During breakfast recently my wife handed me her new jar of jam and asked me to open it. Nothing unusual in that it has been part of our married life for over forty years. What was so distressing was that for the first time in our long and glorious partnership I could not open the jar, eventually having to puncture the top with a fork to facilitate the manoeuvre.
I shall be writing to the manufacturer of my wife’s jam in the near future to protest at the new boundaries of tightness they have introduced, but in the meantime it has concentrated my mind on lids in general.
Before plastic and other packaging materials, toothpaste, creams, pastes etc. were sold in earthenware pots. Today the lids of these have become collector’s items. There are basically two kinds of pot lid, the black and white kind and the coloured kind. The black and white ones were first to be made because initially it was only possible to print a design in a single colour.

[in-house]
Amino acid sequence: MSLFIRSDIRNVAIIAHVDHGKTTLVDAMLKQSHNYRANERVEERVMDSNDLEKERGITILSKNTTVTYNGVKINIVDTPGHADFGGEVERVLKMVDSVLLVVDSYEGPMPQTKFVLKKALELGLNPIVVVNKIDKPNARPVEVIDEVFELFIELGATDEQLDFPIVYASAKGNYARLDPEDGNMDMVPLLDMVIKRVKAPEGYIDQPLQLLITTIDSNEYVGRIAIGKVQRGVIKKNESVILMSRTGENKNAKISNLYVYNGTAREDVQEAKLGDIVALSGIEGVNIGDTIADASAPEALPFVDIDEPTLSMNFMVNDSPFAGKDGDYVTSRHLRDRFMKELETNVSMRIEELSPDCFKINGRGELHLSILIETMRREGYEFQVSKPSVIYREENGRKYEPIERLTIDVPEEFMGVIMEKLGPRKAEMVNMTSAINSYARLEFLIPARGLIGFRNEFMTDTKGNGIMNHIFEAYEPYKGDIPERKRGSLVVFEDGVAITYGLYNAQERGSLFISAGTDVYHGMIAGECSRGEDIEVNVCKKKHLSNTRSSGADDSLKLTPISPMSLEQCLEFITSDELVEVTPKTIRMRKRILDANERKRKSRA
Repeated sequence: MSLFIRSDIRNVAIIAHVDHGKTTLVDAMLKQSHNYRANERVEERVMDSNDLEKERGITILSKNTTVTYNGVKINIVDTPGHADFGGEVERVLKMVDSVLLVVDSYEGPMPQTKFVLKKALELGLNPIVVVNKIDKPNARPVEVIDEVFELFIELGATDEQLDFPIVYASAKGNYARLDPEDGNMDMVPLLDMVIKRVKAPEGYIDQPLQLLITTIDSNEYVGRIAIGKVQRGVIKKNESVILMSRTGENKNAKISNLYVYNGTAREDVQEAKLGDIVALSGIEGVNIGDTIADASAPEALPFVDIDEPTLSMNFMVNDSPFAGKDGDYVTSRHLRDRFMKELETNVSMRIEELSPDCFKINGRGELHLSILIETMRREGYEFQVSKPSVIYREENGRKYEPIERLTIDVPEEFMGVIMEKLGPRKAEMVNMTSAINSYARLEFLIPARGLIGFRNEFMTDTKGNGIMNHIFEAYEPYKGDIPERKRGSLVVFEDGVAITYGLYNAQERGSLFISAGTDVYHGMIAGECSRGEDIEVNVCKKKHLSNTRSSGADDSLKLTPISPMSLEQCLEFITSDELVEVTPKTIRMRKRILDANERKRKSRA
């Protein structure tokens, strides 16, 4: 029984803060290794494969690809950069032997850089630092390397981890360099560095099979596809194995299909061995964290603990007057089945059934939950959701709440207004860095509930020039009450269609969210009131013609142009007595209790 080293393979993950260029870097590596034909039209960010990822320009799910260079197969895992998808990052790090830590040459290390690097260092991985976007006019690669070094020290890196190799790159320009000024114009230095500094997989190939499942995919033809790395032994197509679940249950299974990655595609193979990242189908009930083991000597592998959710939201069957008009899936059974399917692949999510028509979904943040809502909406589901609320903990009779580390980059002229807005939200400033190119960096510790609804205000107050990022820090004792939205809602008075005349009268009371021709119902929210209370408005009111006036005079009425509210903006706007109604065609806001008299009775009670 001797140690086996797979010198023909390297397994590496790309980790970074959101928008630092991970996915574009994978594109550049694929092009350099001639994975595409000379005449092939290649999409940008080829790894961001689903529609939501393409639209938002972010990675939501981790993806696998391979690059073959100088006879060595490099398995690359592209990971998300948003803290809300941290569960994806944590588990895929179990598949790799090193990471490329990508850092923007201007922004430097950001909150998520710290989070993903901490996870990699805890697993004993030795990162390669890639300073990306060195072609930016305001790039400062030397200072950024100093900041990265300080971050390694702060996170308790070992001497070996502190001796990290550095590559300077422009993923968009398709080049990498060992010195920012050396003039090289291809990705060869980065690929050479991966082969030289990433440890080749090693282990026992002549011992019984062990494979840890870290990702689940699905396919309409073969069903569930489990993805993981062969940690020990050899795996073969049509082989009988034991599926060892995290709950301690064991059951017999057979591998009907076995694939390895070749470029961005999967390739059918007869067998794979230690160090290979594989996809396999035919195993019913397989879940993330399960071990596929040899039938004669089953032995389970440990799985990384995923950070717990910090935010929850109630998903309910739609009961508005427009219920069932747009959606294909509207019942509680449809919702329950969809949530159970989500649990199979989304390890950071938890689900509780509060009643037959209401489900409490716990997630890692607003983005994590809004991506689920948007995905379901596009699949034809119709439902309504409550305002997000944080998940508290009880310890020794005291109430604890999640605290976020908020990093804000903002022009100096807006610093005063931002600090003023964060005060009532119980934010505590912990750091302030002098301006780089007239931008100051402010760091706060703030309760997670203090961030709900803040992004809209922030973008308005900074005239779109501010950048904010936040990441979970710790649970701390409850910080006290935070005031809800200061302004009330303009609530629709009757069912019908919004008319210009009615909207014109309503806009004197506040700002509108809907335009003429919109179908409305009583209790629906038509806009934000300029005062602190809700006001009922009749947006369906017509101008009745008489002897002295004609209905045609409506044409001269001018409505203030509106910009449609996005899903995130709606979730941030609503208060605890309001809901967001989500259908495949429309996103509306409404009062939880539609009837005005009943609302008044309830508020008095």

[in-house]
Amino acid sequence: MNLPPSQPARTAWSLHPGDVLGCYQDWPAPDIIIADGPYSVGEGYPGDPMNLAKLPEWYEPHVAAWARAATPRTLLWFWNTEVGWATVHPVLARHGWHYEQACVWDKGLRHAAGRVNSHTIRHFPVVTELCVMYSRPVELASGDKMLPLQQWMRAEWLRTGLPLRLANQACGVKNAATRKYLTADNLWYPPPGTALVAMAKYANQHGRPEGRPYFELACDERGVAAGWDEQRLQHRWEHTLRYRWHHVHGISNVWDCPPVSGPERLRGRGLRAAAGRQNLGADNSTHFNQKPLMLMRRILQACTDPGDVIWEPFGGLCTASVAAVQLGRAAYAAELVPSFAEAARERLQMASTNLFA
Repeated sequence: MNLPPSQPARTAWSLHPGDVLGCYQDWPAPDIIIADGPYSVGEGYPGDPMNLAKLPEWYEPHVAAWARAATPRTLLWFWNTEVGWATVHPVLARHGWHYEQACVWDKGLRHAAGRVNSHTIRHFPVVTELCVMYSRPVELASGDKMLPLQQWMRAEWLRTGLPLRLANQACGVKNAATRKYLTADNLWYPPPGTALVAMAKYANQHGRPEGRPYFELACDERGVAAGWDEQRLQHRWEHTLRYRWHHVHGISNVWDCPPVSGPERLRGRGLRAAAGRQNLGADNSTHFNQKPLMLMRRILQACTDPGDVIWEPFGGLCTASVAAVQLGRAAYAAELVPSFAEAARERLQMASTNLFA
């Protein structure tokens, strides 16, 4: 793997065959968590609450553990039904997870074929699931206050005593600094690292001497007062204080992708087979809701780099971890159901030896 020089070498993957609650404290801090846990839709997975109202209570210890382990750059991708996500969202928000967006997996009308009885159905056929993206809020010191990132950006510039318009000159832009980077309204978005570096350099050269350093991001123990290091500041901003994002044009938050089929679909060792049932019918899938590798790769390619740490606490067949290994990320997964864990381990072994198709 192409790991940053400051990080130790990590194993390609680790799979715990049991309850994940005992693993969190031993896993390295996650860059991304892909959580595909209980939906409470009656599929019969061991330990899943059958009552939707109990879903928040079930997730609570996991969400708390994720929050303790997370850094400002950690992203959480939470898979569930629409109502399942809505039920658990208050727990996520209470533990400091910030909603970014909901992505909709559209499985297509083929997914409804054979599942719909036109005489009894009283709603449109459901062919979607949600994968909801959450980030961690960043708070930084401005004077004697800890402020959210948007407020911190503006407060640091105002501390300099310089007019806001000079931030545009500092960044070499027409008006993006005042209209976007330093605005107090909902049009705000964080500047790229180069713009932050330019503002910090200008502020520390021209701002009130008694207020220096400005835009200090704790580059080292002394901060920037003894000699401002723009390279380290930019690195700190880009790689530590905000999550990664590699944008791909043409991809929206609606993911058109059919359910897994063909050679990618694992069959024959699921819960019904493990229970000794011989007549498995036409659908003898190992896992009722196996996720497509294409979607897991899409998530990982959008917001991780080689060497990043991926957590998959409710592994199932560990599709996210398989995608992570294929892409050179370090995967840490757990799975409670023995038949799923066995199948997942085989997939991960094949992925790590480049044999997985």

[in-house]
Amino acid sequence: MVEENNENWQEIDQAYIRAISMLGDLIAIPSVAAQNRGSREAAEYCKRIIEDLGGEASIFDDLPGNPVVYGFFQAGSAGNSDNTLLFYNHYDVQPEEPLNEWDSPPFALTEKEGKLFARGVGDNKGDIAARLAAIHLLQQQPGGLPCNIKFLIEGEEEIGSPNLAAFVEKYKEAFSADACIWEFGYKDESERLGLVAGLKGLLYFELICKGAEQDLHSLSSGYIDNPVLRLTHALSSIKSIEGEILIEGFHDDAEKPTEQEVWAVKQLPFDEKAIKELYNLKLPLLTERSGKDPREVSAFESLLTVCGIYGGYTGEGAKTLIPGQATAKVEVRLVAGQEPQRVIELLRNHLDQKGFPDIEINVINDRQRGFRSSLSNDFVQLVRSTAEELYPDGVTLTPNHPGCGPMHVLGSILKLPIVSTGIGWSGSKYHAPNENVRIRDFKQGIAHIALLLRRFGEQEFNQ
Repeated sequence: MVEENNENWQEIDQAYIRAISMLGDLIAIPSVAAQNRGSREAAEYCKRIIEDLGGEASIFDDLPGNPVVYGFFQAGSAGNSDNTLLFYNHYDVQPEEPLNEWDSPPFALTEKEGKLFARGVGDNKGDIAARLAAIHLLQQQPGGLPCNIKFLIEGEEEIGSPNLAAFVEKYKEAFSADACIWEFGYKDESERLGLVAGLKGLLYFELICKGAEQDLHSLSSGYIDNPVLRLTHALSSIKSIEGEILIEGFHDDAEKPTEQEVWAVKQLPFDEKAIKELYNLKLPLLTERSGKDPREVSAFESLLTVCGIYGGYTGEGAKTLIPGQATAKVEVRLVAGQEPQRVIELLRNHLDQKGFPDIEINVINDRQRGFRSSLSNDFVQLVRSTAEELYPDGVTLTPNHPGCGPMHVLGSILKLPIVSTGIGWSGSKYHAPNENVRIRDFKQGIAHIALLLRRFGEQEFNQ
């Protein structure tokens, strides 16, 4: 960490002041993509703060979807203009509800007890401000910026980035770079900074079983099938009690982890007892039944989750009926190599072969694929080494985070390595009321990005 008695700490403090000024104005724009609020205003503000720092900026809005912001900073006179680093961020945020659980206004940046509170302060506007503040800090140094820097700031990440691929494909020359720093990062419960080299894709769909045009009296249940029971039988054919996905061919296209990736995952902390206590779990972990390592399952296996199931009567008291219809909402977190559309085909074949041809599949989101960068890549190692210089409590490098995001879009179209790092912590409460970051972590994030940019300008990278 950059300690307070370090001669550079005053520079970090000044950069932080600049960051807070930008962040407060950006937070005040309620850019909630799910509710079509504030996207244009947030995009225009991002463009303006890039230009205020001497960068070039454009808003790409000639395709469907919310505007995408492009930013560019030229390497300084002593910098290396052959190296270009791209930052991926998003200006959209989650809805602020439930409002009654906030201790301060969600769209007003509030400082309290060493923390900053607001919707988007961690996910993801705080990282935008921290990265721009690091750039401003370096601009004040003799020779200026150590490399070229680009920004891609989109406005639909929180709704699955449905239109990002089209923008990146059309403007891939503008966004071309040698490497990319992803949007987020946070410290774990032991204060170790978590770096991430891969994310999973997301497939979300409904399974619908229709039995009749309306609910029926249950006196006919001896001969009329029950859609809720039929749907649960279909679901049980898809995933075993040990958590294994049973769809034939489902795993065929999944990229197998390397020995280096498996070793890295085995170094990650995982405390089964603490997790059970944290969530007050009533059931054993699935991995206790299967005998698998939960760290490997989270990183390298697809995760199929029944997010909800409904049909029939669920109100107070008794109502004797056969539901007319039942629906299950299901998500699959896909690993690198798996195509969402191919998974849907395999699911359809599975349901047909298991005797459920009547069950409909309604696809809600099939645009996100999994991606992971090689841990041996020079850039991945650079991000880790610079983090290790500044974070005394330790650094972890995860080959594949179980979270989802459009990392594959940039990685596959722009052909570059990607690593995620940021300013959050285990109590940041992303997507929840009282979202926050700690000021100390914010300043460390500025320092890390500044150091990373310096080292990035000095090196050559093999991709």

One of the most well-known pot makers was F & R Pratt. By the 1840s Pratt and a couple more potteries had managed to develop a technique for printing a design of more than one colour and were producing multi-coloured pot lids before the end of the decade.
Whilst initially pot lids carried information such as name of company, address and product, the coloured Pratt lids gradually became works of art in their own right.
Increasing production costs and competition from newly developed packaging materials meant coloured lids were forced out of production by the start of the 20th century. Because of the relative cheapness of the black and white lids they commanded a much larger market and therefore were around for quite a few years longer than their coloured counterparts.
Senior Valuer Michael Dowse
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